Tiesto is still one of the biggest marketing machines in EDM. Besides being a world  class DJ, Tiesto has taken his success and expanded it 10 fold with his reinvestment in brands and businesses. Partnering with the likes of 7up, Audiofly and more, Tiesto has demonstrated that being one of the best and popular DJs in the world comes with the unique ability to bolster and expand talent, brands and companies.

This week Tiesto is at CES in Las Vegas promoting his latest partnership with Audiofly, a new headphone company that is looking to take on the industry heavyweights. While in Vegas, Billboard had the chance to sit down with Tiesto and ask him about his corporate expansions and his personal brand.

When asked how he chooses which brands to partner with, Tiesto explained that it’s a very intimate process and that he takes great care in picking which brands to promote:

“I have to connect with the brand, and I have to stand by it. I have to be proud to be associated with it. I also like to work with people who are very passionate about what they do, because I am. I don’t really go out looking for a big brand, like Budweiser or something, some big deal, it’s not really about that. I like to work with things I use myself, you know, daily. Headphones made sense.”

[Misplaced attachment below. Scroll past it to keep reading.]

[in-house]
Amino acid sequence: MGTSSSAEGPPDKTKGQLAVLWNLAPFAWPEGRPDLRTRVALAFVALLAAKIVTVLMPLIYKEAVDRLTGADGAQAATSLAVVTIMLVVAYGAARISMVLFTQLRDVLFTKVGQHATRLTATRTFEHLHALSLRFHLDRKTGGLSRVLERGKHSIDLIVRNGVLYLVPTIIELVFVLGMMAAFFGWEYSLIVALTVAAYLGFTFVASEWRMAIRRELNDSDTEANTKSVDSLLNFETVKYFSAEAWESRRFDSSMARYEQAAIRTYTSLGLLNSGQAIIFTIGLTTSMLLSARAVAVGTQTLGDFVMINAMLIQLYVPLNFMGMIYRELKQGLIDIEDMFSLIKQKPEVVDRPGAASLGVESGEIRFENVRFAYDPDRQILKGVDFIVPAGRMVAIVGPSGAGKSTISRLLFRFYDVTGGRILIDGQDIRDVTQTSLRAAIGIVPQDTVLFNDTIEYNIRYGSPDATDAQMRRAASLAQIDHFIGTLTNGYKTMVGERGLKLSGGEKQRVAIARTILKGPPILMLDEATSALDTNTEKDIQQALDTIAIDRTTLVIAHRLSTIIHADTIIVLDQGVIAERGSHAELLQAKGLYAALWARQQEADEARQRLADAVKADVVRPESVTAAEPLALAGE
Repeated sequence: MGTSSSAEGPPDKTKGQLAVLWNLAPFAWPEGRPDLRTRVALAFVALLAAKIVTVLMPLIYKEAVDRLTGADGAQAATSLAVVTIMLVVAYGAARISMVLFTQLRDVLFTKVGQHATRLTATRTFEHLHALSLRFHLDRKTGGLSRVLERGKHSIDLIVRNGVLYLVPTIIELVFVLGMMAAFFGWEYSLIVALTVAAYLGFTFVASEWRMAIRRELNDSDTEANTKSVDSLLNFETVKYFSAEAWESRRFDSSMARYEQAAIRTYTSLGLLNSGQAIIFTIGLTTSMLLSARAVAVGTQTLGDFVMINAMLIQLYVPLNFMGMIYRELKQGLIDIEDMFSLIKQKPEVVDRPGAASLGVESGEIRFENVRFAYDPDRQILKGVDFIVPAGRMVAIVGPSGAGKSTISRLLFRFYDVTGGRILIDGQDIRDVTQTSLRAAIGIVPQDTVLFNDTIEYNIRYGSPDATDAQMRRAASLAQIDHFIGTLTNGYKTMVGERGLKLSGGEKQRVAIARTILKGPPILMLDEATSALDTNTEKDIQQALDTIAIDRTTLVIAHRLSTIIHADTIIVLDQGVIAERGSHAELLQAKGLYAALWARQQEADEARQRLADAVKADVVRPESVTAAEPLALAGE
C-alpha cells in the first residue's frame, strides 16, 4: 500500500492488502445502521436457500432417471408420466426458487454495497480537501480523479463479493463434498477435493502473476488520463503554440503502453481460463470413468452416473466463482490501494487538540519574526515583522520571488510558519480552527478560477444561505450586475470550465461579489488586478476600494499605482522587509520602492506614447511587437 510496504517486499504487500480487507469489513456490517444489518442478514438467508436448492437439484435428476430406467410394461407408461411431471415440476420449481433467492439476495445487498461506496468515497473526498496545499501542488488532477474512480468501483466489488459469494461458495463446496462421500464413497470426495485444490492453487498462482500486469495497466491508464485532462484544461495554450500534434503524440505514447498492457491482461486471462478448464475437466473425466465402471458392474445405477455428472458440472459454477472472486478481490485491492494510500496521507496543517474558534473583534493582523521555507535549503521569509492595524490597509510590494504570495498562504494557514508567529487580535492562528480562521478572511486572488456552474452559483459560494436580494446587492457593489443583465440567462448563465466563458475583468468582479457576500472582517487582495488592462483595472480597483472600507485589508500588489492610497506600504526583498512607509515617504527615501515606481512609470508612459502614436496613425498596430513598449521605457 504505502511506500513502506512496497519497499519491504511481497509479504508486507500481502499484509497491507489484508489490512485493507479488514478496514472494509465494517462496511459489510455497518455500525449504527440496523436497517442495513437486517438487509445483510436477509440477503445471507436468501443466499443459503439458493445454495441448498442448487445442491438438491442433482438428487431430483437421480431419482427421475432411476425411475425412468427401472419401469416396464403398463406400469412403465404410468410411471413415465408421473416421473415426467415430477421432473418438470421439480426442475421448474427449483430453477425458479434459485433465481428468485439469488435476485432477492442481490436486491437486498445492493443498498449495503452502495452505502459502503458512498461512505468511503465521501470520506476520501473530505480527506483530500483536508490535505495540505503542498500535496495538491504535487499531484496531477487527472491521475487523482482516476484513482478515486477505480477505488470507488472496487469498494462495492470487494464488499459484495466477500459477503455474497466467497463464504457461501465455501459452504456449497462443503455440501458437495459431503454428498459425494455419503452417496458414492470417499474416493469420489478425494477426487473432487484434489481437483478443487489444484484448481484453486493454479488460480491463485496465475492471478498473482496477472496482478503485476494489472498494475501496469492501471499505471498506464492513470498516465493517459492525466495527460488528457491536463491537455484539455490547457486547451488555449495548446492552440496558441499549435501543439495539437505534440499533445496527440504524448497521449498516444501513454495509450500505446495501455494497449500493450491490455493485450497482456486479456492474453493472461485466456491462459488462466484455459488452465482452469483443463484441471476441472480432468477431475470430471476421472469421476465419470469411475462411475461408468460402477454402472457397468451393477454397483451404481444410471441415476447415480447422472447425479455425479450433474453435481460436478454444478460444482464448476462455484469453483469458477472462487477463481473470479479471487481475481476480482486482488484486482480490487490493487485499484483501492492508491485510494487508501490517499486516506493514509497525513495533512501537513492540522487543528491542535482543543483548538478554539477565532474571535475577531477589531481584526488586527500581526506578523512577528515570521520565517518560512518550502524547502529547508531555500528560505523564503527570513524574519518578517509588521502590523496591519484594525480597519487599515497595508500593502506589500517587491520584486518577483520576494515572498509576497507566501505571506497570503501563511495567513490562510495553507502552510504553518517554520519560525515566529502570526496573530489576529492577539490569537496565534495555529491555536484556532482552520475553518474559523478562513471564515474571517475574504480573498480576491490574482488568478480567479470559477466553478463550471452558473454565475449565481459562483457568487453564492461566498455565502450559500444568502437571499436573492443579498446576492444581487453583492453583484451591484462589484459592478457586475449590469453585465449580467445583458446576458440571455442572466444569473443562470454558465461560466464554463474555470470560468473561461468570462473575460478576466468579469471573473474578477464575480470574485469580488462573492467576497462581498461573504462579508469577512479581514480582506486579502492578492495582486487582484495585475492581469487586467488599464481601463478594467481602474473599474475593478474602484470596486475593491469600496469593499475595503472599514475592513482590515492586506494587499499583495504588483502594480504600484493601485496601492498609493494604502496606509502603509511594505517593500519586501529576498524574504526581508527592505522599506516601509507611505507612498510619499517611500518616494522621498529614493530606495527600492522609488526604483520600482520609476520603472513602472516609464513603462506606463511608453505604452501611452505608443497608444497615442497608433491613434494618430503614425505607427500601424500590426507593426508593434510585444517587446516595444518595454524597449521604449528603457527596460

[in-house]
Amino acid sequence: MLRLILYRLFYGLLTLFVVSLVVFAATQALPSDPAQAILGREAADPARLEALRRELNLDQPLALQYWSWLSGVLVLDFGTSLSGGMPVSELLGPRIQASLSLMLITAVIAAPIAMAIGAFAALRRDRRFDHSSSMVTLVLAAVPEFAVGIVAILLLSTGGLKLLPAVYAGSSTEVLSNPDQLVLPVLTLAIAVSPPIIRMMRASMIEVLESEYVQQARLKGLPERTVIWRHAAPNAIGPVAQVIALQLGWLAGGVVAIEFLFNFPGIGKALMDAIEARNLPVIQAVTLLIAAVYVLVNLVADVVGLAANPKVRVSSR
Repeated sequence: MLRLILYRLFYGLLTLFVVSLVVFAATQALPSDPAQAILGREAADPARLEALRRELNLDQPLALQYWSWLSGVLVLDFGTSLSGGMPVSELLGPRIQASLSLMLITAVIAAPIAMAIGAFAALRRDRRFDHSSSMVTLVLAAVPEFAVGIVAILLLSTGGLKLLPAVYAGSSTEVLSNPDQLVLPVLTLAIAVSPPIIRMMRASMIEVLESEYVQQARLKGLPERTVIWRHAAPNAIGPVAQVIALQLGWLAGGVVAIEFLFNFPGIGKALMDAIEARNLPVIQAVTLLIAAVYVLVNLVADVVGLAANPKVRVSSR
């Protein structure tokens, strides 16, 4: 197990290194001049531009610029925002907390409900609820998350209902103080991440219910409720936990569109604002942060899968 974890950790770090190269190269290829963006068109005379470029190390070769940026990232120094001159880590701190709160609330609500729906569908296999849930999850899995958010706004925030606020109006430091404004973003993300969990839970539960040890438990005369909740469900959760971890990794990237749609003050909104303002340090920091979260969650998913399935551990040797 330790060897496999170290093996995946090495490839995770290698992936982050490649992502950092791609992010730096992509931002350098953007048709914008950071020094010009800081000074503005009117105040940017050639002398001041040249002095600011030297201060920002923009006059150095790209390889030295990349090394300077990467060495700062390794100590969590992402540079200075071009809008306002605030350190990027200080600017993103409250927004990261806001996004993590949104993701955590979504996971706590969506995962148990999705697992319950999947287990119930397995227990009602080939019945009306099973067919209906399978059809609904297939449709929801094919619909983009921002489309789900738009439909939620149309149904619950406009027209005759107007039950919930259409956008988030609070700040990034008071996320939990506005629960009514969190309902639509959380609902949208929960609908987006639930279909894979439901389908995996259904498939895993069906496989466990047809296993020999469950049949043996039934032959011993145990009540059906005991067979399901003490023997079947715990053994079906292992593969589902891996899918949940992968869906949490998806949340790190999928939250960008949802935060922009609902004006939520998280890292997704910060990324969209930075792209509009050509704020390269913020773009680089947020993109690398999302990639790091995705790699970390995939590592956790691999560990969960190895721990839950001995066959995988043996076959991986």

The interview went on to ask him more about branding, but the real story is when Tiesto was asked about the next popular sub genre. As an industry leader for over 10 years, Tiesto has seen the rise and fall of a plethora of different electronic styles. When addressing the question, Tiesto stated:

“It’s hard to predict, and I try not to bother. What can you do? What do those genres even mean? EDM used to be a term for all of electronic dance music, but now it just means all the music that you’re not supposed to play. It became the new trance. It got popular, so now we’re all into deep house. And soon we’ll be over that. You can’t win. I wish we could have just stuck with EDM, honestly, because we finally had a term that captured everything in one big family, like jazz. But, no. We had to be hip.”

You can read the full interview over at Billboard.